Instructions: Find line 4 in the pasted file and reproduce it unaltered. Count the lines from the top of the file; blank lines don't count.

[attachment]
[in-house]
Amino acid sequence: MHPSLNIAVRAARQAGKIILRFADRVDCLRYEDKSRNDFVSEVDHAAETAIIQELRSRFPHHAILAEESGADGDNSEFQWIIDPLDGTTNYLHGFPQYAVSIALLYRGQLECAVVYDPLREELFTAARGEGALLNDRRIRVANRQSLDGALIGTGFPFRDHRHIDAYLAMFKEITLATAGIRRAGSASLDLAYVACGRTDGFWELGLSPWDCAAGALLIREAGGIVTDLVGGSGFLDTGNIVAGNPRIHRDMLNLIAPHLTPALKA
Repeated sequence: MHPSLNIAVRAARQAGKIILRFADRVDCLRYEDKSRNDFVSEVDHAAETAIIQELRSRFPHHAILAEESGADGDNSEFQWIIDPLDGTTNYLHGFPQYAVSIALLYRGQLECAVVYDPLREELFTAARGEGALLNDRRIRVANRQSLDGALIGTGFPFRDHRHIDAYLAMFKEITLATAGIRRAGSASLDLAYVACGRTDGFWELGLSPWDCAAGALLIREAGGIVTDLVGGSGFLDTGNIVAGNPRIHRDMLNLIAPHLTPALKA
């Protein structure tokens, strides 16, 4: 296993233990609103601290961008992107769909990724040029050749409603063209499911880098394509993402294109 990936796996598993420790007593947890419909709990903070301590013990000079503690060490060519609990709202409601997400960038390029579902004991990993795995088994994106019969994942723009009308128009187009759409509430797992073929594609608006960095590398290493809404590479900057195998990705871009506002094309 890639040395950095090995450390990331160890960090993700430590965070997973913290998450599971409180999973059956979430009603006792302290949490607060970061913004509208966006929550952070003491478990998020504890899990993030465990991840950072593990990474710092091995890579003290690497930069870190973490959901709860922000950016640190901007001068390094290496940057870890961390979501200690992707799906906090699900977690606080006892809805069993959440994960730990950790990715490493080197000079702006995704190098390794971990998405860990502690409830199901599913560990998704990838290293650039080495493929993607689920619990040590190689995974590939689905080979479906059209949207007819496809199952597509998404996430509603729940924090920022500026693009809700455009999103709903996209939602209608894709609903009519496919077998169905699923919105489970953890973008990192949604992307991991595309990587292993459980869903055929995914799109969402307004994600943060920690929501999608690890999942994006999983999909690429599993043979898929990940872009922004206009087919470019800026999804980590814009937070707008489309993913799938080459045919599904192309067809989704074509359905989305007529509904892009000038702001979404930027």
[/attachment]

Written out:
């Protein structure tokens, strides 16, 4: 296993233990609103601290961008992107769909990724040029050749409603063209499911880098394509993402294109 990936796996598993420790007593947890419909709990903070301590013990000079503690060490060519609990709202409601997400960038390029579902004991990993795995088994994106019969994942723009009308128009187009759409509430797992073929594609608006960095590398290493809404590479900057195998990705871009506002094309 890639040395950095090995450390990331160890960090993700430590965070997973913290998450599971409180999973059956979430009603006792302290949490607060970061913004509208966006929550952070003491478990998020504890899990993030465990991840950072593990990474710092091995890579003290690497930069870190973490959901709860922000950016640190901007001068390094290496940057870890961390979501200690992707799906906090699900977690606080006892809805069993959440994960730990950790990715490493080197000079702006995704190098390794971990998405860990502690409830199901599913560990998704990838290293650039080495493929993607689920619990040590190689995974590939689905080979479906059209949207007819496809199952597509998404996430509603729940924090920022500026693009809700455009999103709903996209939602209608894709609903009519496919077998169905699923919105489970953890973008990192949604992307991991595309990587292993459980869903055929995914799109969402307004994600943060920690929501999608690890999942994006999983999909690429599993043979898929990940872009922004206009087919470019800026999804980590814009937070707008489309993913799938080459045919599904192309067809989704074509359905989305007529509904892009000038702001979404930027």